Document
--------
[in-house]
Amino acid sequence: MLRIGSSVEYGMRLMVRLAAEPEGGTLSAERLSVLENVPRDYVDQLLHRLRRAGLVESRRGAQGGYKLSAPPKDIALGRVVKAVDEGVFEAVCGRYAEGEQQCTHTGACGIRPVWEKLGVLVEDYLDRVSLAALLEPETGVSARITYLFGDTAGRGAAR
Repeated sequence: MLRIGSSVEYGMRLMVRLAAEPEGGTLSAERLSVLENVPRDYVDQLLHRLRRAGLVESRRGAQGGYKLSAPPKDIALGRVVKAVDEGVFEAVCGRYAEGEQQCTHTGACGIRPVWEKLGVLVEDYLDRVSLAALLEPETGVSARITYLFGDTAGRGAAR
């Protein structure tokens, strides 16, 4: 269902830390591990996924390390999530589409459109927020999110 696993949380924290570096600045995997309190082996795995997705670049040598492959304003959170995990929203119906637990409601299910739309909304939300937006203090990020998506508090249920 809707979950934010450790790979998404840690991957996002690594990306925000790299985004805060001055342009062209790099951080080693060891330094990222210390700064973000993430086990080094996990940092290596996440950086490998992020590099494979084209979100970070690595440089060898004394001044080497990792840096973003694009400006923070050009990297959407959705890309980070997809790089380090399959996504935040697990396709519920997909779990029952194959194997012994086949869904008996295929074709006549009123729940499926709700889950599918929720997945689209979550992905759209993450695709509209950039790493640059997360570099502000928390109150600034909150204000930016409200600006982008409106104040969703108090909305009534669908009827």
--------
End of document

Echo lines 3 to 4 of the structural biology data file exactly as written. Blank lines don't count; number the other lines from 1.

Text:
Repeated sequence: MLRIGSSVEYGMRLMVRLAAEPEGGTLSAERLSVLENVPRDYVDQLLHRLRRAGLVESRRGAQGGYKLSAPPKDIALGRVVKAVDEGVFEAVCGRYAEGEQQCTHTGACGIRPVWEKLGVLVEDYLDRVSLAALLEPETGVSARITYLFGDTAGRGAAR
């Protein structure tokens, strides 16, 4: 269902830390591990996924390390999530589409459109927020999110 696993949380924290570096600045995997309190082996795995997705670049040598492959304003959170995990929203119906637990409601299910739309909304939300937006203090990020998506508090249920 809707979950934010450790790979998404840690991957996002690594990306925000790299985004805060001055342009062209790099951080080693060891330094990222210390700064973000993430086990080094996990940092290596996440950086490998992020590099494979084209979100970070690595440089060898004394001044080497990792840096973003694009400006923070050009990297959407959705890309980070997809790089380090399959996504935040697990396709519920997909779990029952194959194997012994086949869904008996295929074709006549009123729940499926709700889950599918929720997945689209979550992905759209993450695709509209950039790493640059997360570099502000928390109150600034909150204000930016409200600006982008409106104040969703108090909305009534669908009827």